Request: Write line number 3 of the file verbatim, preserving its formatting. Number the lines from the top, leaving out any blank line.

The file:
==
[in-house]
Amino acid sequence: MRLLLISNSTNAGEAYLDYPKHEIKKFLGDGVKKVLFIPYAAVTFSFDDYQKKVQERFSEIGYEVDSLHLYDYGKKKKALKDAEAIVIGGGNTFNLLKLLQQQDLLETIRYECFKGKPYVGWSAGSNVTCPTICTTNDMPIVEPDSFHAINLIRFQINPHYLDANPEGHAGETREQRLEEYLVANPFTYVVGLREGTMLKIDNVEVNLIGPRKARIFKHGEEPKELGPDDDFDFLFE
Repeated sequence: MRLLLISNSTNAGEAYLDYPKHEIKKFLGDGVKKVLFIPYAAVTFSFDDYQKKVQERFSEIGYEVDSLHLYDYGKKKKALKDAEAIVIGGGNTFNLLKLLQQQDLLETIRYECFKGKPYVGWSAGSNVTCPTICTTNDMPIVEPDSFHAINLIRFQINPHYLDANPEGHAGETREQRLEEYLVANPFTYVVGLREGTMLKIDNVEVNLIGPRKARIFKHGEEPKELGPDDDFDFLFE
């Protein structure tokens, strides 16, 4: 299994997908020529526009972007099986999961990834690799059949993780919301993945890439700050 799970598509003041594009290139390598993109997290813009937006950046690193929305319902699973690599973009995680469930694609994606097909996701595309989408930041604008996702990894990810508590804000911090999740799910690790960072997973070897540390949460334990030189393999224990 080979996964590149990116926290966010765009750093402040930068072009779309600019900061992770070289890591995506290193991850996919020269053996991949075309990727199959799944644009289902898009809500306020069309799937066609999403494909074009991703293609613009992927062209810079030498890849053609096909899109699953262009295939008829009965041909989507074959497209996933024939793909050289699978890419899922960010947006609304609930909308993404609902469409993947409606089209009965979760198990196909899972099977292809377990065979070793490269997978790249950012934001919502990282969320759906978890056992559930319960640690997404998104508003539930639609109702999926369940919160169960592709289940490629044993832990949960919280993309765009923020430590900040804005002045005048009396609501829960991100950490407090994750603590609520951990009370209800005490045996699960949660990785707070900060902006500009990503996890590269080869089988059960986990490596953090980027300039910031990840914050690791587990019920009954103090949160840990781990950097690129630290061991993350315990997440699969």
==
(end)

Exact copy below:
Repeated sequence: MRLLLISNSTNAGEAYLDYPKHEIKKFLGDGVKKVLFIPYAAVTFSFDDYQKKVQERFSEIGYEVDSLHLYDYGKKKKALKDAEAIVIGGGNTFNLLKLLQQQDLLETIRYECFKGKPYVGWSAGSNVTCPTICTTNDMPIVEPDSFHAINLIRFQINPHYLDANPEGHAGETREQRLEEYLVANPFTYVVGLREGTMLKIDNVEVNLIGPRKARIFKHGEEPKELGPDDDFDFLFE